I see a lot of posts around travel hacking but the majority seems targeted towards US residents which doesn’t really help the non-US nomadic entrepreneur.
My situation is that I earn in multiple currencies and I spend in multiple currencies but most of the business costs are USD denominated. That’s a fairly bad thing since I’m quite bullish on the USD medium term (it’s a flawed currency but it’s what people will flee to in the event of a crisis).
I’m Australian but no longer resident in Australia. For the typical Australian, you’d only have AUD based credit cards which is of course normal. This is very costly if you run an Amazon business in the US and/or UK because Amazon will convert your currency for you and they will always give you shitty conversion rates. And then you have to reconvert your AUD back to USD in order to make purchases in China. That’s a lot of friction costs (over 5%) for such a simple transaction. Further, most Australian banks are very nationally focused and have hefty fees if you involve foreign currencies. So you have to use a third party foreign exchange service to do the outbound USD transfers.
As a result, a lot of people outside of the US are using Payoneer where you get a card and you can receive funds in USD with fees starting from 1% of funds received. Looking at my own USD account with Payoneer, it looks like they use Bank of America and First Century Bank to receive funds. They seem to be popular with Amazon sellers as well as Upwork freelance workers.
The other alternative people are using is Worldfirst which provides similar services but they don’t provide cards (and they don’t seem to be looking at introducing them yet). You can use them to make payments to suppliers in USD or to withdraw payments to your own non-USD accounts at much better exchange rates. Their fees are a bit on the high side. The fee is negotiable depending on the volume and size of transactions.
Opening an Account in the US of A
I don’t particularly like any of these options since I wanted closer to 0% friction costs (who doesn’t, right?). So I flew to the US and opened a Chase bank account which in my opinion is one of the stronger banking institution. Of course you can argue that flying to the US specifically to open a bank account is in itself a frictional cost. But then again, if you were already going there to attend some event, then it’s not that much more effort just to stop over at bank there.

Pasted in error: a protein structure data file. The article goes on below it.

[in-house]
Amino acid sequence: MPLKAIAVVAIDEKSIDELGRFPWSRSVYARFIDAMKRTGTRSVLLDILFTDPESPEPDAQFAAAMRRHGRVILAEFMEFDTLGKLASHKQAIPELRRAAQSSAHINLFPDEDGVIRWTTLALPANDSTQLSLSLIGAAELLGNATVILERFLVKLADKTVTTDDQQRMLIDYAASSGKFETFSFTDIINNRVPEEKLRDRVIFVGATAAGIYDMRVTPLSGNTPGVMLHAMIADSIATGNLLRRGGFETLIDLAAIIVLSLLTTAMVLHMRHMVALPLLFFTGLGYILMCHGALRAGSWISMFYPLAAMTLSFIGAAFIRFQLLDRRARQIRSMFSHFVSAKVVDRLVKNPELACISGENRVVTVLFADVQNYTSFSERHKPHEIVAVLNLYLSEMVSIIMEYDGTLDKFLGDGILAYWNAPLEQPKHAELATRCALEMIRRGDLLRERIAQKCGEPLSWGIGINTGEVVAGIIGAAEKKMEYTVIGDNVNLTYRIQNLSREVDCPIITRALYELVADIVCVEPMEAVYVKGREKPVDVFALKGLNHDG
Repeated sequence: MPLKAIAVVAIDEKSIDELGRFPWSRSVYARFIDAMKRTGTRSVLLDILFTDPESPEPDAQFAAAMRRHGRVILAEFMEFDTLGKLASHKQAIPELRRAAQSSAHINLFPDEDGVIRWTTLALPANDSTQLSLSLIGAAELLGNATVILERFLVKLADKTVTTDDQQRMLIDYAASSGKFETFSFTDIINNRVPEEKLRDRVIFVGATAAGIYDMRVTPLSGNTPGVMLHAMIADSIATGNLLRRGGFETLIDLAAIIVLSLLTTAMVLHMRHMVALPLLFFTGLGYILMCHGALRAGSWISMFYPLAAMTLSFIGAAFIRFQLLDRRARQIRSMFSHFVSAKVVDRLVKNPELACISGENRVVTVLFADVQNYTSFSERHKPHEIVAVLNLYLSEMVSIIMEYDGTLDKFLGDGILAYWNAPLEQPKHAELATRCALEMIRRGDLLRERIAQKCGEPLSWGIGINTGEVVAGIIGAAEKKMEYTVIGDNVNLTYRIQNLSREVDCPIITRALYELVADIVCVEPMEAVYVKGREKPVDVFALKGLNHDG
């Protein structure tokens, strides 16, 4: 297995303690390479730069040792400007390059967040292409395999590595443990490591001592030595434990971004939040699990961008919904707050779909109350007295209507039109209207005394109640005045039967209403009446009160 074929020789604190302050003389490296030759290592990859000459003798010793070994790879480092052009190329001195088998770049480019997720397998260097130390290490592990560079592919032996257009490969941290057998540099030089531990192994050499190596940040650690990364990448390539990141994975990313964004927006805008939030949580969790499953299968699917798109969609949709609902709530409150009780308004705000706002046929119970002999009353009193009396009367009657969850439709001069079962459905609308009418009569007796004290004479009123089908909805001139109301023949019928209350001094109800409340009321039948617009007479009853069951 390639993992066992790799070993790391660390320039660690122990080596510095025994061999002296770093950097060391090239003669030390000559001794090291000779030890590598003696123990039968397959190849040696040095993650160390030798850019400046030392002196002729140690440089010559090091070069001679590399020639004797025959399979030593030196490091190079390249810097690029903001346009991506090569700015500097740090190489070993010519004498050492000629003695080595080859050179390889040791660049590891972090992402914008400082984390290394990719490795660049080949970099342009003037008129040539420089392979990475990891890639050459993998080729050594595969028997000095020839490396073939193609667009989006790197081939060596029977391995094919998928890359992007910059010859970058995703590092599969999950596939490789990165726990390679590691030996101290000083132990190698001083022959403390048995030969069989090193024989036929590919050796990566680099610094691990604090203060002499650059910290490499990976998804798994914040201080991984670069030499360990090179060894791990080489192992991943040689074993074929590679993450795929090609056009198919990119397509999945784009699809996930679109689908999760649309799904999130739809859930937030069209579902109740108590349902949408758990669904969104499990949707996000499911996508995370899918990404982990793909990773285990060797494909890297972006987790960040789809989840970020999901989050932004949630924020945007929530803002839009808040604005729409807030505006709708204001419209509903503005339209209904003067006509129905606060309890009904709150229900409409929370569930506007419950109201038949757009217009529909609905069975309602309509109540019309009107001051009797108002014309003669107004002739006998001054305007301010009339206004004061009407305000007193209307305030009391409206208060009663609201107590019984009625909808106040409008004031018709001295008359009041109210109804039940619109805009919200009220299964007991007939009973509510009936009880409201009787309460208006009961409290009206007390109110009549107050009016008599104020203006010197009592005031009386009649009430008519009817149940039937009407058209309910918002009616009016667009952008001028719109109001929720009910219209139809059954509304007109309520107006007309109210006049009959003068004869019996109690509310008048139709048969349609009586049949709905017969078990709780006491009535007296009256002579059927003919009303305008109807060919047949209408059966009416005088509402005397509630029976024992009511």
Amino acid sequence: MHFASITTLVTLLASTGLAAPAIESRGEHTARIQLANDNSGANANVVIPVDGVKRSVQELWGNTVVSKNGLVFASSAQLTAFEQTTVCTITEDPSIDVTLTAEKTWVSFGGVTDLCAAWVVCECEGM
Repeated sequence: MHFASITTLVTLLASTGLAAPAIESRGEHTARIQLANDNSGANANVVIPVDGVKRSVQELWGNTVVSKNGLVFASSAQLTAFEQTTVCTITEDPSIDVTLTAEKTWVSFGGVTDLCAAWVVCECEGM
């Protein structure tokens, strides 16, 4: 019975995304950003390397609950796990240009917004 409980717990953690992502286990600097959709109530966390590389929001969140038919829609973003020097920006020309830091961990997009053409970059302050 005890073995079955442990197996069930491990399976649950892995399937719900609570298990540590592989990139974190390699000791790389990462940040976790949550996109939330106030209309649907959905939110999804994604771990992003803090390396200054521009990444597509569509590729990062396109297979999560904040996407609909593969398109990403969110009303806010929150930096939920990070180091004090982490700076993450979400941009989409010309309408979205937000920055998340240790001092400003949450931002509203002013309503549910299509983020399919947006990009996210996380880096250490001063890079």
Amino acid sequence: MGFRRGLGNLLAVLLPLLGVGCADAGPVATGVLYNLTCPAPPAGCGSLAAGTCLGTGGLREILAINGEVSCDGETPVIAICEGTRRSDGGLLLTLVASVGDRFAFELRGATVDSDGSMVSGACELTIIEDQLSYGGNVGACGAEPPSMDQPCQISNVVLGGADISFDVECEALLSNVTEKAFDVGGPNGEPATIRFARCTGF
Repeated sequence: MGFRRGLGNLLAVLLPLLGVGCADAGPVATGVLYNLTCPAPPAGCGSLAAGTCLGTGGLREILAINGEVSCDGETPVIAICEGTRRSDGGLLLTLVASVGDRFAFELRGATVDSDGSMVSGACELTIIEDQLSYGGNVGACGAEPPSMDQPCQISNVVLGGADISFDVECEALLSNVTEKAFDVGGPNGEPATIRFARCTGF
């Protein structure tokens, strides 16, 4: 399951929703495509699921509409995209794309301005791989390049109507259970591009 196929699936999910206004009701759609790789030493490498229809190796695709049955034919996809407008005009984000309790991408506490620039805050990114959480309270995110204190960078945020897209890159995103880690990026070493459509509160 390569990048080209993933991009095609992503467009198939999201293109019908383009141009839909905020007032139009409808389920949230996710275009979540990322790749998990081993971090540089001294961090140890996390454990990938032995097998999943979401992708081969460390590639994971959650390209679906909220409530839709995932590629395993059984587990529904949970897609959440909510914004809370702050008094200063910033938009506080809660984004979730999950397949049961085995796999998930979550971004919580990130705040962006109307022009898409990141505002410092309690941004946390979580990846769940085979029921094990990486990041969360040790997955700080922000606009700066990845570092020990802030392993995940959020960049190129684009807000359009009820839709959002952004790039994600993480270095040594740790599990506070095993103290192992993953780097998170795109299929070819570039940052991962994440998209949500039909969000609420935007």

That brings me to the point of this article on points hacking. After building up some credibility in the US, I managed to get a credit card with points. There’s a big battle between the banks to get credit card users and they’re offering more and more incentives to get credit card customers. I remembering hearing on the Planet Money podcast about this one lady on low income taking advantage of all these incentives by carefully selecting the cards, reading through the fine print and cancelling the cards after she’s done with them so that she gets all of these free trips to Disneyland with her child and tons of other freebies. The best cards for rewards in my opinion are Chase and American Express but I’m sure the travel hackers will say it’ll depend on which airline program you’re a part of. For me it’s just about converting it back to cash credits. After I signed up and spent the specified minimum, I got $500 cash back on the card. I’m sure the banks are making a loss on customer acquisition and perhaps the credit card debt is a bubble in itself but that’s another subject altogether. The great thing now is that whereas in the past only Amex offered the best rewards system, now a lot of Visa and Mastercards are equally competitive.